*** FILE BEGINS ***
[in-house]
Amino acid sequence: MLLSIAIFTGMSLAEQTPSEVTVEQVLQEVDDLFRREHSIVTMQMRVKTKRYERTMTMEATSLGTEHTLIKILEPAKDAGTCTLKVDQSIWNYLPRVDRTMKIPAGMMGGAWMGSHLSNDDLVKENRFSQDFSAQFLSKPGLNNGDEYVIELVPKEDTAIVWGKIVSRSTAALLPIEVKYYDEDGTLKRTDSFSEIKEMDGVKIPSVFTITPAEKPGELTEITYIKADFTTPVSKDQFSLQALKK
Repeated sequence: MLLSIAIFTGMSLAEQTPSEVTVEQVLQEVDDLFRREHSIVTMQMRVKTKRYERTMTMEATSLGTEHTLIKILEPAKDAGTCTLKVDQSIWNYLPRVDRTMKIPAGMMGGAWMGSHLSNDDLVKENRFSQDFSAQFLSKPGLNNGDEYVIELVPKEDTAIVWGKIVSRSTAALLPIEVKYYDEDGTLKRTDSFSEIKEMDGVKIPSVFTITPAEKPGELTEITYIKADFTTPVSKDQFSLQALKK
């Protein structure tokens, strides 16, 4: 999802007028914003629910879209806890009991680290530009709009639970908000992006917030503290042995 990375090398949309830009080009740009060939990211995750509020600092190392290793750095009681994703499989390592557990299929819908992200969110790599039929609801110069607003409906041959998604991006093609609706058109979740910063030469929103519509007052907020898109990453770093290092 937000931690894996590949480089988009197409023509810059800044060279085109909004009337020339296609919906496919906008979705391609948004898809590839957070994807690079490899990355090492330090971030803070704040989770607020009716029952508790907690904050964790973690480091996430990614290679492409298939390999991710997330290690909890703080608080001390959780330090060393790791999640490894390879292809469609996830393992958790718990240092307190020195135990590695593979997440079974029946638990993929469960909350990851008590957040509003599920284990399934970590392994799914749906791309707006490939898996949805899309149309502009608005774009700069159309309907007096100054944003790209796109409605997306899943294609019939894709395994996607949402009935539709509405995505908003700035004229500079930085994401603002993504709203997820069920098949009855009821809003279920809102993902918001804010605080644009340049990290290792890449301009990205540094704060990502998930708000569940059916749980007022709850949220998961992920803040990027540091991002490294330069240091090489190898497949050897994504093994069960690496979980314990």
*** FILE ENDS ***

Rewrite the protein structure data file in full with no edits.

[in-house]
Amino acid sequence: MLLSIAIFTGMSLAEQTPSEVTVEQVLQEVDDLFRREHSIVTMQMRVKTKRYERTMTMEATSLGTEHTLIKILEPAKDAGTCTLKVDQSIWNYLPRVDRTMKIPAGMMGGAWMGSHLSNDDLVKENRFSQDFSAQFLSKPGLNNGDEYVIELVPKEDTAIVWGKIVSRSTAALLPIEVKYYDEDGTLKRTDSFSEIKEMDGVKIPSVFTITPAEKPGELTEITYIKADFTTPVSKDQFSLQALKK
Repeated sequence: MLLSIAIFTGMSLAEQTPSEVTVEQVLQEVDDLFRREHSIVTMQMRVKTKRYERTMTMEATSLGTEHTLIKILEPAKDAGTCTLKVDQSIWNYLPRVDRTMKIPAGMMGGAWMGSHLSNDDLVKENRFSQDFSAQFLSKPGLNNGDEYVIELVPKEDTAIVWGKIVSRSTAALLPIEVKYYDEDGTLKRTDSFSEIKEMDGVKIPSVFTITPAEKPGELTEITYIKADFTTPVSKDQFSLQALKK
């Protein structure tokens, strides 16, 4: 999802007028914003629910879209806890009991680290530009709009639970908000992006917030503290042995 990375090398949309830009080009740009060939990211995750509020600092190392290793750095009681994703499989390592557990299929819908992200969110790599039929609801110069607003409906041959998604991006093609609706058109979740910063030469929103519509007052907020898109990453770093290092 937000931690894996590949480089988009197409023509810059800044060279085109909004009337020339296609919906496919906008979705391609948004898809590839957070994807690079490899990355090492330090971030803070704040989770607020009716029952508790907690904050964790973690480091996430990614290679492409298939390999991710997330290690909890703080608080001390959780330090060393790791999640490894390879292809469609996830393992958790718990240092307190020195135990590695593979997440079974029946638990993929469960909350990851008590957040509003599920284990399934970590392994799914749906791309707006490939898996949805899309149309502009608005774009700069159309309907007096100054944003790209796109409605997306899943294609019939894709395994996607949402009935539709509405995505908003700035004229500079930085994401603002993504709203997820069920098949009855009821809003279920809102993902918001804010605080644009340049990290290792890449301009990205540094704060990502998930708000569940059916749980007022709850949220998961992920803040990027540091991002490294330069240091090489190898497949050897994504093994069960690496979980314990």